Did agency get in bed with loggers?

 

Last month, when environmentalists began digging through federal documents about logging in Idaho's Payette National Forest, they thought they'd found evidence of a Forest Service-timber industry conspiracy. Members of the Neighbors of Cuddy Mountain and the Idaho Sporting Congress discovered records of a 300-year-old grove of fir and pine trees that the Forest Service denied existed. They also found a letter from Boise Cascade Corp., asking the government to keep a lid on harvest plans in the forest.

Conspiracy accusations flew, but a federal judge has disagreed, approving Boise Cascade's logging plans.

The debate began in 1995, when the Forest Service announced the Payette National Forest Grade-Dukes timber sale. Environmentalists, concerned about wildlife habitat, asked the agency about surveys of old-growth trees in the forest. Agency officials - who awarded the sale to Boise Cascade - denied having records of old growth, but the environmental groups filed suit and won access to national forest documents. Activists found records of an 840-acre grove of fir and pine trees that, the records concluded, "appears to be entirely old growth from end to end."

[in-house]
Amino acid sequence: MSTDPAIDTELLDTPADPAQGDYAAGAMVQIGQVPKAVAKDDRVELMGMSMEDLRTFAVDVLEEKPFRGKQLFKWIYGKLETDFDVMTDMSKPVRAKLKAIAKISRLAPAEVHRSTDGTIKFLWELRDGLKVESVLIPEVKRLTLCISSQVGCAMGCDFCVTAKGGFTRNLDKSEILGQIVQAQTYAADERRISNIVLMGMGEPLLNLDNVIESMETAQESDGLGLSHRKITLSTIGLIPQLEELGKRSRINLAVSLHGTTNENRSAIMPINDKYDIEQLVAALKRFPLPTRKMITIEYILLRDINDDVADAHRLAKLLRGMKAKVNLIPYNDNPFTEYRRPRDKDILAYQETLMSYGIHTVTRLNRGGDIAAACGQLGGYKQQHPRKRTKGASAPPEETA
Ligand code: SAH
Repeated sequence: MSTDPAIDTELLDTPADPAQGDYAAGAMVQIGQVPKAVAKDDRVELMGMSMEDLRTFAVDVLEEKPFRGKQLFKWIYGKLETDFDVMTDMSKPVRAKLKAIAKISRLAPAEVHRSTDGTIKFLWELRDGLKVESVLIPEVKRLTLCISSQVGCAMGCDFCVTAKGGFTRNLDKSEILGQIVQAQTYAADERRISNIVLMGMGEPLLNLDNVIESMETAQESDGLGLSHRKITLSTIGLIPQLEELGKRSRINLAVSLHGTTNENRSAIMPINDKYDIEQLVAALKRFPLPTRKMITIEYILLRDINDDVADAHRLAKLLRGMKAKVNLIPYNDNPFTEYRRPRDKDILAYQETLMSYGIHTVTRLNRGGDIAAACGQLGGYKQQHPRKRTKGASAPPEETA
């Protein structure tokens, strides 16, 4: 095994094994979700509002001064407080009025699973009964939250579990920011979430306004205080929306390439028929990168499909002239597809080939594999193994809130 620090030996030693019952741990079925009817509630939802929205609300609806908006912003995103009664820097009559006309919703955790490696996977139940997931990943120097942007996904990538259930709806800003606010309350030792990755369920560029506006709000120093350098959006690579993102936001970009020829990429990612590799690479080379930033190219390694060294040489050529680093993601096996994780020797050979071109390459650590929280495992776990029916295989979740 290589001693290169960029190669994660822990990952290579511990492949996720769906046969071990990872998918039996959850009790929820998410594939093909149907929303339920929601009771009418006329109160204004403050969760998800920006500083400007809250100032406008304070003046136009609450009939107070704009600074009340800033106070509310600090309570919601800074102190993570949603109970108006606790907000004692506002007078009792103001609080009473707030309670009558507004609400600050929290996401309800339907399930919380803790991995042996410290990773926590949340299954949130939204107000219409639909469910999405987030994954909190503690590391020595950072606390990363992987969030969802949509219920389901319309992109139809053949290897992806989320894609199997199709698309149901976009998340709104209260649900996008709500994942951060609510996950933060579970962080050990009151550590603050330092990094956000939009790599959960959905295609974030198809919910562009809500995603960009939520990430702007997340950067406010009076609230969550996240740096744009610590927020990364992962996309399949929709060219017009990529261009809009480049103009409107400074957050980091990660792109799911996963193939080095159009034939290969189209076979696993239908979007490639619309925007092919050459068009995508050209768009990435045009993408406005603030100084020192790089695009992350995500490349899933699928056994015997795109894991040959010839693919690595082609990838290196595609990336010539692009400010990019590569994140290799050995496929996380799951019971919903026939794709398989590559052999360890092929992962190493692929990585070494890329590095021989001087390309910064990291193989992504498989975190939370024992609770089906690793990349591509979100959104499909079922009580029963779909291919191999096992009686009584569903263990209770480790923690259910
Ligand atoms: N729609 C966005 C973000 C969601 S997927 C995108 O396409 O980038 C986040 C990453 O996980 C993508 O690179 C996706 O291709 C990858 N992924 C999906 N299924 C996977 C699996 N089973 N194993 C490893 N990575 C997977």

Then they saw the letter: a Boise Cascade petition, dated April 24, 1995, asking Payette National Forest officials not to release information about old growth "under the Freedom of Information Act or any other laws that appear to require release."

Forest Service spokeswoman Meira Crawford calls the situation a "mix-up," not a cover-up, and Boise Cascade officials say they wrote the letter to prevent eco-terrorist threats to company equipment and employees. "We would never intend to log federal land in a secretive manner," said Boise Cascade spokesman Doug Bartels.

Environmentalists disagree. "There is evidence of a possible criminal conspiracy," says Tom Woodbury, an attorney for the Idaho Sporting Congress. He tried to use the documents to prove conspiracy in federal court. But, on May 30, U.S. District Court Judge Mikel Williams gave Boise Cascade the green light to log. He ruled there was no clear evidence the Forest Service violated laws.

Woodbury is appealing.

* Jamie Murray, HCN intern